• Playing a depleted San Beda team, the University of Cebu opted against showing their depth by playing point guard Brian Heruela 40 minutes, and Fajardo and Edward Pao 38 minutes each. Ultimately, you could say the fatigue got to them, especially the outside shooters, as the Webmasters' percentage from outside fell from 9 of 20 in the previous three quarters, to just 2 of 10 in crunchtime. 

Random Notes
  • The win over UC keeps San Beda alive, while eliminating the CESAFI champs from the Finals. If San Beda can upset Ateneo on Friday, it will forge an all-NCAA PCCL Finals, which would result in the first NCAA National Champion. 

PCCL 2011: SBC vs UC

PCCL 2011 - ADMU vs SSCR

Three Up
  • Head coach Topex Robinson came into the game knowing how much Ateneo relied on their fastbreak offense and made sure his troops were prepared to stop it. The San Sebastian Stags allowed just five fastbreak attempts for four transition points, both numbers equal to the Blue Eagles' UAAP Season 74 lows. As a result, they scored just 69 points overall, a far cry from the 100 they put up versus UC. 
  • When Ronald Pascual went down with his injury, Anthony Del Rio took over his role of outside sniper, knocking down clutch back to back triples to keep his team ahead of the San Beda Red Lions. In this game however, Del Rio played the role of quarterback to the hilt, playing a game-high 35 minutes and finishing with seven assists. More importantly, the Stags turned it over just 10 times in the game, an amazing stat considering they had never notched less than 13 errors in this past NCAA season.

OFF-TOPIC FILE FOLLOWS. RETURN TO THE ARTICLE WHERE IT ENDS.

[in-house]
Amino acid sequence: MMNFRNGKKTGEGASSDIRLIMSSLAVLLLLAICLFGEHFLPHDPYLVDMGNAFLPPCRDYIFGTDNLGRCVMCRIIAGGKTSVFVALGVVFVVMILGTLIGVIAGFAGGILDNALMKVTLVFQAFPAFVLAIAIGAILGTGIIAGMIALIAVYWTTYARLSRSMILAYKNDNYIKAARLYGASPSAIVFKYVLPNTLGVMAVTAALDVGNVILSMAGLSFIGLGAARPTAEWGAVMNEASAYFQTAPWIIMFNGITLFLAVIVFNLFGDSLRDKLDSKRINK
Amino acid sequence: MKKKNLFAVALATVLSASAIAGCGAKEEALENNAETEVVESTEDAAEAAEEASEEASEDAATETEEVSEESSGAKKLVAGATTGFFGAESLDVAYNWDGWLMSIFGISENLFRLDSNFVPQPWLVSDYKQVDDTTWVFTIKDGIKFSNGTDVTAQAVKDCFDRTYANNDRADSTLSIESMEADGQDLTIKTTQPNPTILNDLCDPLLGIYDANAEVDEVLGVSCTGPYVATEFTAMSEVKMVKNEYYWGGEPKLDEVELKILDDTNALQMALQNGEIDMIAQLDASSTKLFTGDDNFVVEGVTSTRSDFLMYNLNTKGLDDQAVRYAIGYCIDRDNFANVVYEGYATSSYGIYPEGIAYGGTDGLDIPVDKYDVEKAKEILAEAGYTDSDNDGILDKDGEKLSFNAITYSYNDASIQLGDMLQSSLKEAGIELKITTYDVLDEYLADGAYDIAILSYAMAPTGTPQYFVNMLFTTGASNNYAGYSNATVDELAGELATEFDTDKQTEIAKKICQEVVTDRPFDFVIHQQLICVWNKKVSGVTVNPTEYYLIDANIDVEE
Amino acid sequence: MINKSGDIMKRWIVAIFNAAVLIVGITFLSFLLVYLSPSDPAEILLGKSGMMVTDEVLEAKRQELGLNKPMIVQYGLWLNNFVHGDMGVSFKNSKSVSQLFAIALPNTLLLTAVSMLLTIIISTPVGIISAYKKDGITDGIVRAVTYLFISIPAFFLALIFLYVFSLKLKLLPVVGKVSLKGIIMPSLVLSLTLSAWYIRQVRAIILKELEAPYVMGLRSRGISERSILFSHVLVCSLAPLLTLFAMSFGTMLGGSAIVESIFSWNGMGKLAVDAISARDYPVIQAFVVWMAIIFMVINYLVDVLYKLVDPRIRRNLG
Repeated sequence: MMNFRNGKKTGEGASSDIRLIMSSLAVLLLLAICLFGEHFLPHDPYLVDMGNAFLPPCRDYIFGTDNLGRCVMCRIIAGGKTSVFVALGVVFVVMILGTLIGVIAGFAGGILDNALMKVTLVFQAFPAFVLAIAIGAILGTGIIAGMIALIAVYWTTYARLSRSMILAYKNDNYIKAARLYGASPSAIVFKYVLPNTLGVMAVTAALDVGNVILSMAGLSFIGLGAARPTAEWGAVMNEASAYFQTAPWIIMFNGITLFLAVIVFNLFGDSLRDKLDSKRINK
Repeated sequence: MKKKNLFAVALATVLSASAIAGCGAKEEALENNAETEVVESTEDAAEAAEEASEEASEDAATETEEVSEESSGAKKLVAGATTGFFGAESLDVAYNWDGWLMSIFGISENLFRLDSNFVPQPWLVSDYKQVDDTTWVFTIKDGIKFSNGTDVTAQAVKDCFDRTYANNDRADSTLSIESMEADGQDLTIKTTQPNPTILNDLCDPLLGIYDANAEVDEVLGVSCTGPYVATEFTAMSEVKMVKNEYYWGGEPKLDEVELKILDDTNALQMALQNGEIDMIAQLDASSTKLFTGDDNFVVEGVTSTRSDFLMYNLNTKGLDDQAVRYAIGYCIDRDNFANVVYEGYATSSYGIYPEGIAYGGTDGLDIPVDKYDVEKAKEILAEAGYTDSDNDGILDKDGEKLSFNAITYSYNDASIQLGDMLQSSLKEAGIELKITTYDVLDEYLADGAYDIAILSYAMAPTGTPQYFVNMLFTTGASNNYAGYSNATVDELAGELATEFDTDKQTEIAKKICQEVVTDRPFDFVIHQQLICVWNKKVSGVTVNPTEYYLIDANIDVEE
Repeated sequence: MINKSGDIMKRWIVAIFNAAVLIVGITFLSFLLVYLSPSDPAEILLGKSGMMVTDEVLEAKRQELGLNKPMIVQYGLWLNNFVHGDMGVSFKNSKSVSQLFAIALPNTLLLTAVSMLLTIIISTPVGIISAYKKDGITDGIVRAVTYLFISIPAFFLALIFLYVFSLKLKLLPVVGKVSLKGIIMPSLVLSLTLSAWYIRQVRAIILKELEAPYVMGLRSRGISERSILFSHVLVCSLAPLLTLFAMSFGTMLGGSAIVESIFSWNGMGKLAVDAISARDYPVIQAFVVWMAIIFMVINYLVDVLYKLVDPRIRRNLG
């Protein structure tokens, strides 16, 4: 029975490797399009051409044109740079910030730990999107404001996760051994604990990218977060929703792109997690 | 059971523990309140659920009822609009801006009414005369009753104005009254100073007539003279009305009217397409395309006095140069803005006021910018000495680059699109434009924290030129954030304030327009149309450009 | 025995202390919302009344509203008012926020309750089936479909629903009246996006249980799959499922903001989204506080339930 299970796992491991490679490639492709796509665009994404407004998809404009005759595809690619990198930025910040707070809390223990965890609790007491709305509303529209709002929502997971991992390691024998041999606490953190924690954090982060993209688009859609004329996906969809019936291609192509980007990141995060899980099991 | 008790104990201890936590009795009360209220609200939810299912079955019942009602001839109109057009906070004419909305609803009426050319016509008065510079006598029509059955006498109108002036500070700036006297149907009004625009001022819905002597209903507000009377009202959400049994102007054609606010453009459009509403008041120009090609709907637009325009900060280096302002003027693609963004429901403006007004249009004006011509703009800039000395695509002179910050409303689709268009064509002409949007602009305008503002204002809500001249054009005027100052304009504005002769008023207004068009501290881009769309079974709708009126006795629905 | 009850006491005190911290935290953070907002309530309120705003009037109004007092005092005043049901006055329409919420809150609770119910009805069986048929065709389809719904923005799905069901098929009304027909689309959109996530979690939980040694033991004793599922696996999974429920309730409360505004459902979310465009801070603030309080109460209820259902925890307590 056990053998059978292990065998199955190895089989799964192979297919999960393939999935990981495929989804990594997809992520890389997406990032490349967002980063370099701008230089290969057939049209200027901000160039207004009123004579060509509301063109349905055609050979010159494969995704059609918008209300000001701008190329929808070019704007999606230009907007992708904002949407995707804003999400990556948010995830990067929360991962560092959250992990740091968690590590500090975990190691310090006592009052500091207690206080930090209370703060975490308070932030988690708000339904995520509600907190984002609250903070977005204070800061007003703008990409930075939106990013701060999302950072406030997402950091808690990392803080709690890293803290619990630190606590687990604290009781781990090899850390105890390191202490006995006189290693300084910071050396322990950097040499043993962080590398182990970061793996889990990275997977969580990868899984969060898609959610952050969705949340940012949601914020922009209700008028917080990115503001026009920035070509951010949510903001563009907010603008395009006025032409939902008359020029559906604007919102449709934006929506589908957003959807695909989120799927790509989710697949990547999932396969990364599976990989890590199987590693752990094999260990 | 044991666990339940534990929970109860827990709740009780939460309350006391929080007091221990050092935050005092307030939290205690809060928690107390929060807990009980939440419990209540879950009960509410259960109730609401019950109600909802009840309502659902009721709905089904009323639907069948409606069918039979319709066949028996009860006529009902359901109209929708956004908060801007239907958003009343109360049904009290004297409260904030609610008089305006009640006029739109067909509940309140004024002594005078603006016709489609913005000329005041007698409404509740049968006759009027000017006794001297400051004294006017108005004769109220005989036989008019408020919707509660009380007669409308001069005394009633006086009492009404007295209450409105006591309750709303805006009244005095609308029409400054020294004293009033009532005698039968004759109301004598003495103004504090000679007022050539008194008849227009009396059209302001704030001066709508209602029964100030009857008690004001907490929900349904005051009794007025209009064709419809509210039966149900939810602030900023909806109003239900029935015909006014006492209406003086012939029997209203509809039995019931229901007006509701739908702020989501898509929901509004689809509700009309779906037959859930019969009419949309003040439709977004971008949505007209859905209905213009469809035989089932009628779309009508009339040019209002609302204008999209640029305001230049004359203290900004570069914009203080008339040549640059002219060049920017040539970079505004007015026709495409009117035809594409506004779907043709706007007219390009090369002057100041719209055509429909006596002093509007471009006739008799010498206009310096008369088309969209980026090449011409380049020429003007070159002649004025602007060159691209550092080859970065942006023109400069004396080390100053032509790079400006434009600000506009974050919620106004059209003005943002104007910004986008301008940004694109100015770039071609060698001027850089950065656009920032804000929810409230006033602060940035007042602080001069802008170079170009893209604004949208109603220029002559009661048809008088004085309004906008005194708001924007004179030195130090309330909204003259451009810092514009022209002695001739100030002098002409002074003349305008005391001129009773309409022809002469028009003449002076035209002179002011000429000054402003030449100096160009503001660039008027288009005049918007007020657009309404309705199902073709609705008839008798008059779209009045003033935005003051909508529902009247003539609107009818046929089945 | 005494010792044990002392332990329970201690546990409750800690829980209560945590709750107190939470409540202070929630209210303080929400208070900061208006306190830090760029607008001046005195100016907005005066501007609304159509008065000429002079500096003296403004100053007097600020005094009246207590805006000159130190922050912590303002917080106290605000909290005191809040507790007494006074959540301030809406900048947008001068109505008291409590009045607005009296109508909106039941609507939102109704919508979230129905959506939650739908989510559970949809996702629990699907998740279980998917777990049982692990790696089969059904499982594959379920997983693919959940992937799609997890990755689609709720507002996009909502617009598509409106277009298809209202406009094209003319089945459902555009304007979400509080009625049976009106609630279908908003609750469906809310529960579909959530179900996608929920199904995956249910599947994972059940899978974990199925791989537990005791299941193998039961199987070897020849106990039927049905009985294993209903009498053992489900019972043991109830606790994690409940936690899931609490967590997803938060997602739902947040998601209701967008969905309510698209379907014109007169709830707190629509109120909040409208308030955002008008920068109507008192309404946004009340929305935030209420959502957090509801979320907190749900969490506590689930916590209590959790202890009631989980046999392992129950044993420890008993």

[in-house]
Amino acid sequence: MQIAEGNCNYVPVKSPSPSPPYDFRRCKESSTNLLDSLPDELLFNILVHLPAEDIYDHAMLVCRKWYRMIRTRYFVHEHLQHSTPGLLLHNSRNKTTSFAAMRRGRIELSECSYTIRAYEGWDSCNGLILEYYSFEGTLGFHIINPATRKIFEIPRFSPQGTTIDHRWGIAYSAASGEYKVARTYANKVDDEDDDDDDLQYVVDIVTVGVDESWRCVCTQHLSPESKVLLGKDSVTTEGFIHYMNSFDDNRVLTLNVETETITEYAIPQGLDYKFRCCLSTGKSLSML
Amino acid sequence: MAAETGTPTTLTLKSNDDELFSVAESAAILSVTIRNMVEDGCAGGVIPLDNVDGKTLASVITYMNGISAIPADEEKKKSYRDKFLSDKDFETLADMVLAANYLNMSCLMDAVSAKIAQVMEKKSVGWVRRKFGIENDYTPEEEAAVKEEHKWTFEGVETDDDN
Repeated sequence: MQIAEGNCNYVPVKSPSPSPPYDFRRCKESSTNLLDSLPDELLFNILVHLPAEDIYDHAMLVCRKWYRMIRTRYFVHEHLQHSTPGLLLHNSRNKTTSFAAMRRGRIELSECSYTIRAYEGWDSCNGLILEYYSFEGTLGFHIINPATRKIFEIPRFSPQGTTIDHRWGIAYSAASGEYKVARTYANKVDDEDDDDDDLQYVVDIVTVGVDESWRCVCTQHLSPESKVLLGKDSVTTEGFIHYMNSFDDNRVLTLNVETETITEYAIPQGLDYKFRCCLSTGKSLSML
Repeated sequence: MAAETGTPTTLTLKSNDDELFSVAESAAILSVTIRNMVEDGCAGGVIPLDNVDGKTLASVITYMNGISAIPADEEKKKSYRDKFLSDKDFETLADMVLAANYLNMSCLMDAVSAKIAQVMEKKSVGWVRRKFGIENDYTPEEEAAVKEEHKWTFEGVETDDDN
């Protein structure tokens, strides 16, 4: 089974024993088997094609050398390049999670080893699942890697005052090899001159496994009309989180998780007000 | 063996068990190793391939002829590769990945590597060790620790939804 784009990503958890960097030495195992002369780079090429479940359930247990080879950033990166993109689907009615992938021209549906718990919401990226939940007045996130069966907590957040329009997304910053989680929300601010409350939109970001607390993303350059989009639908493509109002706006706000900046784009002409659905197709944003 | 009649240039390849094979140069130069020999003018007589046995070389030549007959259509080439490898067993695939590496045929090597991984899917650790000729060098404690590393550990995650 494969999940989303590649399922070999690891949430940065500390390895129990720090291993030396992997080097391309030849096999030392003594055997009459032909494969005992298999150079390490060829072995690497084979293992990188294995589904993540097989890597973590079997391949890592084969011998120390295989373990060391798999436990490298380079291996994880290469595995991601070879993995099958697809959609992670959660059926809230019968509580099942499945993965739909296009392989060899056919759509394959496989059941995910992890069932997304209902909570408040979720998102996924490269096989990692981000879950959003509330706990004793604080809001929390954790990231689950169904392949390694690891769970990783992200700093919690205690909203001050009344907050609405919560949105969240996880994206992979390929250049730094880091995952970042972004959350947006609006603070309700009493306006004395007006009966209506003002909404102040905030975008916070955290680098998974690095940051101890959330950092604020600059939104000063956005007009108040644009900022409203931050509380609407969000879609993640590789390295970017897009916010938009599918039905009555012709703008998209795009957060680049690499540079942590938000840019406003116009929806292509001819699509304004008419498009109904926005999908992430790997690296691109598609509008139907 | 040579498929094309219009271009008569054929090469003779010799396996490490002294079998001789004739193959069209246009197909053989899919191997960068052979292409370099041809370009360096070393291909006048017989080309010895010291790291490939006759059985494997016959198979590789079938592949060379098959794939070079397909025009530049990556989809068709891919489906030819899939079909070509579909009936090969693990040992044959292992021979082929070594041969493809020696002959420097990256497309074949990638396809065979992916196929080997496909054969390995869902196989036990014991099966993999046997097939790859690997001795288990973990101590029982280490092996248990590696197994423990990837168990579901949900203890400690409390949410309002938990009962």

• Reserve big man JP Erram of Ateneo continues to make his case for more minutes come next year. The 6'7" shotblocker recorded eight points, four rebounds and three blocks in just 15 minutes of play, and did not seem to mind getting into it with the Baste big men. 

Three Down
  • Ateneo's troika of scorers, Greg Slaughter, Kiefer Ravena, and Nico Salva were all inconsistent in the game. Each had standout quarters (Slaughter had eight in the first, Ravena six in the second, and Salva nine in the third), but in the key fourth period, the trio combined for just a single point, while going 0 for 8 from the field. 
  • Despite having the biggest guy on the court, the Blue Eagles were out-rebounded 41-35, as well as beaten on the offensive glass, 12-7. How did the Stags do it? Of their eight players that got onto the court for at least 10 minutes, all of them pulled down at least two rebounds. 
  • While the coaching staff is waiting for a second opinion, it is almost a certainty that Ronald Pascual tore his left ACL completely, meaning he'll be out for an extended period during the off-season. Robinson and company are optimistic he'll be back for the start of the NCAA season (June, seven months away), but that means a lack of preseason, and the additional training he would have received in the PBA-DL.

Random Notes
  • By virtue of beating Ateneo and San Beda, and with the Red Lions dispatching UC in the second game of that day, San Sebastian was able to clinch the twice-to-beat advantage in the Finals, with today's game against the Webmasters becoming a non-bearing game.   


Monday, December 5, 2011

PCCL 2011 - SSCR vs SBC

Three Up